By Phyllis Wakiaga,
On 19th February 2021, an international shipping company issued an advisory note to its customers, informing them that due to congestion at the Port of Mombasa, they will be implementing an emergency port congestion surcharge on worldwide cargo bound to, and from Kenya, effective in February, until further notice.
This means that importers, who include manufacturers, will have to compensate the shipping line for the time lost in the delivery of goods at the Port, due to inefficiencies that neither the importer nor the shipping line has control over.
Ports are a fundamental part of global trade. Kenya’s Port of Mombasa not only serves the country but also an extensive hinterland consisting of Burundi, eastern Democratic Republic of Congo, Rwanda, Somalia, South Sudan, Uganda, northern Tanzania and southern Ethiopia. Hence, the smooth flow of cargo through our ports is essential in making Kenya the destination of choice for goods coming into the country and those in transit to the hinterland. Additionally, it ensures that port users remain competitive.
Since the last quarter of 2020, cargo owners and manufacturers have incurred huge losses as a result of increasing storage fees and demurrages arising from the delays in the clearance of imported cargo at the port. The delay has spilled over to the discharge of cargo and loading of containers on wagons for railage to Nairobi, among others. Consequently, there is congestion at the facility, in turn, cargo owners and manufacturers are caught up in this vicious cycle whilst clearing import and export cargo.
Not only has this increased the cost of importing industrial inputs for local industries, considering their low cash flows because of COVID-19 pandemic, but also disrupted the production and delivery of finished products to customers, due to raw materials shortages. Not to mention its impact on the competitiveness of the manufacturing sector.
An analysis by Kenya Association of Manufacturers (KAM) on the sector’s competitiveness indicated that manufacturing is at a 12.8% cost disadvantage. Specifically, port and transport charges (inbound competitiveness) and logistics turnaround time (outbound competitiveness) account for a 2% cost disadvantage. Competitiveness is requisite, for our economic recovery and our ability to compete in the new markets globally, created through bilateral and multilateral agreement including Africa Continental Free Trade Agreement, Kenya – US Agreement and Kenya – UK Agreement, among others. It also ensures that we sustainably produce goods and services at the price and quality that the market is willing to pay for.
Understandably, the aforementioned shipping company is looking at its cost-effectiveness. However, importers should not bear this cost, rather, government agencies whose inefficiency has caused this surcharge, among other increasing costs to importers.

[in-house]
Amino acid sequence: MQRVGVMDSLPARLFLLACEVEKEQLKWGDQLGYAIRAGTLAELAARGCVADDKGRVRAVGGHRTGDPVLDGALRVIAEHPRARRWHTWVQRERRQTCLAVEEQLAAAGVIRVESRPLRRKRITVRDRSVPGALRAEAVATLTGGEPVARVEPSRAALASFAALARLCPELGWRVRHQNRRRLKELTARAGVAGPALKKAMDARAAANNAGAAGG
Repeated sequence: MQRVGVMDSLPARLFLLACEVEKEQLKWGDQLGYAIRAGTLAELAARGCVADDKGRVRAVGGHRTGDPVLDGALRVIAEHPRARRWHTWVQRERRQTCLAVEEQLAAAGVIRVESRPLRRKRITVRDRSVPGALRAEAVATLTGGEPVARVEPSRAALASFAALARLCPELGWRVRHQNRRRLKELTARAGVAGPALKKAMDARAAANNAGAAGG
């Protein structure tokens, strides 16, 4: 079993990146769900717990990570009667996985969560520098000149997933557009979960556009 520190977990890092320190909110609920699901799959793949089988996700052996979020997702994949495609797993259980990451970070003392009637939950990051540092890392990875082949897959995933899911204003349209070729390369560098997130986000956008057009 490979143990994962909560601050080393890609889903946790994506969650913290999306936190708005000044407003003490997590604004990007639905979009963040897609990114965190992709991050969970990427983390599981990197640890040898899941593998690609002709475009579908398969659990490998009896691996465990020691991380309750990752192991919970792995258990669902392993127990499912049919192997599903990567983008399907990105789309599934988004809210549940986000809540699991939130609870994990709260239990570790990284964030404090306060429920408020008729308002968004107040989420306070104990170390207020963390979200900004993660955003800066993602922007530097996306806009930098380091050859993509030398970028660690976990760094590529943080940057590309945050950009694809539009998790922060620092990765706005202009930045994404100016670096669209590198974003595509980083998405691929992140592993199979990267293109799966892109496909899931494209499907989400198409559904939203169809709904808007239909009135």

How can we mitigate the cost disadvantage at our ports? First, consistency in the time taken to import or export a product and its seamless movement between the ports – Port of Mombasa and Inland Container Depots. Second, reduced overall cost of importation and exportation. This is possible by ensuring that there are no unnecessary and additional costs emanating from inefficiencies at the ports and cargo handling. Lastly, an efficient and seamless cargo handling and movement (both for imports and exports) at our ports.
A 2020 report by McKinsey & Company, highlights the need to prioritize infrastructural development to spur economic recovery in the short term. One of the projects it highlights as essential to recovery are those that are already part of near-term capital plans. This entails planned projects based on existing need; hence, construction can be accelerated. It includes upgrading and expanding the capacity of, for example, our ports, roads and rail, which have longstanding congestion issues.
Outlined in the Draft 2021 Budget Policy Statement, the Government of Kenya aims to enhance interconnectivity and competitiveness, and enable Kenyans to enjoy the benefits of expanded infrastructure assets. One of the highlighted aspects towards this is the government’s deliberate move to scale up a robust network of high-quality roads, railways, sea and airports. Even as it does so, it is paramount that all inefficiencies along the transport and logistics are addressed to spur the competitiveness of local industries.
At present, the country has made great plans for economic recovery. Central to this is the ability for local industries to create jobs and wealth for Kenyans. In turn, increase the purchasing power of its citizens. However, this is only possible if all competitiveness challenges are sustainably addressed, and policies that promote competitiveness are adopted and implemented.
Time is of the essence. The Harmonized Standard Operating Procedures (SOPs) for the Inspection, Verification and Clearance of imported cargo at the points of entry in Kenya, developed by the Association of Manufacturers, provides the necessary steps to enhance efficiency at our Ports of entry. There is no better time to implement the SOPs than now.
The writer is the CEO of Kenya Association of Manufacturers and the UN Global Compact Network Kenya Board Chair. She can be reached at firstname.lastname@example.org.